Director of the Visiting Fellows Programme
Anna Korhonen
Head of International Affairs
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Eeva Korteniemi
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Location & Connections


Visiting Researchers


Dr. Atsushi Ogushi
Associate Professor of Department of Politics at Keio University and research associate of the Slavic Research Center of Hokkaido University

Visiting researcher at the Aleksanteri Institute from April 2016 to March 2018.
Contact email:



Atsushi Ogushi is Associate Professor of Department of Politics at Keio University. He is also research associate of the Slavic Research Center of Hokkaido University. He obtained his PhD from University of Glasgow (PhD in Politics). His English publications include The Demise of the Soviet Communist Party (Routledge, 2008), Post-Communist Transformations, co-edited with Tadayuki Hayashi, (The Slavic Research Center, Hokkaido University, 2009), a chapter in Shinichiro Tabata ed. Eurasia’s Regional Powers Compared (Routledge, 2015) and some articles that appeared in Journal of Communist Studies and Transition Politics and Europe-Asia Studies. His research interests cover the Soviet collapse, party politics in Russia and Ukraine, and Russian and Ukrainian political elites.

Short description of ongoing research:

His research at the Aleksanteri Institute intends to clarify the reasons for the establishment of the centralized political regimes in post-communist Russia and Ukraine by analysing their elites. Based on the elite database, which he is currently working on for the last few years, this research project will analyse the degree of professionalization of Russian and Ukrainian bureaucracies, the turnover of parliamentary deputies, interpenetration of political and economic elites, and so forth.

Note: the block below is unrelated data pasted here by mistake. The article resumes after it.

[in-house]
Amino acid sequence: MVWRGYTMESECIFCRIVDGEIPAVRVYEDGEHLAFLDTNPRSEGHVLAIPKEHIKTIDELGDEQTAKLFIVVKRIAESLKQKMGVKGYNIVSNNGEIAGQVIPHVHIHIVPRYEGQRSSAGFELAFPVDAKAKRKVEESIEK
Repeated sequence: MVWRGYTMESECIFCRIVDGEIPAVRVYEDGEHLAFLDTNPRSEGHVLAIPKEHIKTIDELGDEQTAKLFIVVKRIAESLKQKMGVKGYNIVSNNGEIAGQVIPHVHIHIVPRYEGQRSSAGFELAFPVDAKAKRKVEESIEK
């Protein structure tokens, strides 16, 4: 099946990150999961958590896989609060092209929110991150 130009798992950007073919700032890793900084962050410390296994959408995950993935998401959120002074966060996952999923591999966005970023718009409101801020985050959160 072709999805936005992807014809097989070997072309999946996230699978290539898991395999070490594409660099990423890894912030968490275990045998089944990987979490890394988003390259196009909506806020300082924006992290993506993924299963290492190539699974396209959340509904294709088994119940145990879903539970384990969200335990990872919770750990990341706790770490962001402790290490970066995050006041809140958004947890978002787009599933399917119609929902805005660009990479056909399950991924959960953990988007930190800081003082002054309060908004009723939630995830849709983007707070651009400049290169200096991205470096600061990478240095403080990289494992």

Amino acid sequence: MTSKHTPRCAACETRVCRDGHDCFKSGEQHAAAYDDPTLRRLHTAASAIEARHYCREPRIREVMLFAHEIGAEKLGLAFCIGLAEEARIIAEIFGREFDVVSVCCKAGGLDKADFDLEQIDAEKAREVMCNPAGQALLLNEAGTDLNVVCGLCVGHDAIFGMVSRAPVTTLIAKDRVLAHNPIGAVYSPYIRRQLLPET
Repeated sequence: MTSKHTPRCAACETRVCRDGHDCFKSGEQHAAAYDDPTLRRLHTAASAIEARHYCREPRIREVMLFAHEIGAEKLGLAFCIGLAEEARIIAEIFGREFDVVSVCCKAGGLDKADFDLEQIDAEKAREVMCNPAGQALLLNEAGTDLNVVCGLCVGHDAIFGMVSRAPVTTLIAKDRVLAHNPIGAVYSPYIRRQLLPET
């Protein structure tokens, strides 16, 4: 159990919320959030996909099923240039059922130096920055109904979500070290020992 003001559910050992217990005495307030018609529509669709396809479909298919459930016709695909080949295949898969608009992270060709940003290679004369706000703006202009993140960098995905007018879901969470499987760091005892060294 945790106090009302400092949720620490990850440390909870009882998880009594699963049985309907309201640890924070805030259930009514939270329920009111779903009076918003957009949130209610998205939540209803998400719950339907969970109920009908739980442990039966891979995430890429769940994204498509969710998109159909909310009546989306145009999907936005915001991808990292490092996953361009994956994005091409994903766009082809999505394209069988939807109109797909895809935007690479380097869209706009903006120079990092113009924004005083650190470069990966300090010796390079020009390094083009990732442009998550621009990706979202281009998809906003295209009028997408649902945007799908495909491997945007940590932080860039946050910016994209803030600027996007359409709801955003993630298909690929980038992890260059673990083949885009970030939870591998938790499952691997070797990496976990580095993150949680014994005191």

Although most of the elite studies so far have been sociological in that these researches demonstrate elites’ career backgrounds as siloviki, this research project tries to move the focus to ‘institutions’. For example, it will consider the positional stability of Russian and Ukrainian civil (state) servants by demonstrating how long one can serve as a deputy minister in Russia and Ukraine, whether Russian civil (state) servants tend to move to other ministries or stay and get promoted within a single ministry, and so forth. By discussing these issues, this research attempts to demonstrate that although in post-communist Russia and Ukraine some of the ministries and parliamentary deputies are reasonably professionalized, the professionalization itself leads to strong bureaucratic departmentalism in both countries. The strong post-communist presidency is, at least in part, necessary to coordinate departmental ministries and reach the final decision in the policy process. Thus, this research will demonstrate the institutional reasons for the establishment of the centralized political regimes under a strong president. Although many recent studies on the political regimes in post-communist Eurasia discuss political struggles of clans or factions, public support, elites’ choices at critical junctures and so on, only a few pay attention to institutional aspects like bureaucratic departmentalism. Therefore, this research project will contribute to our understanding of the political regimes in Russia and Ukraine.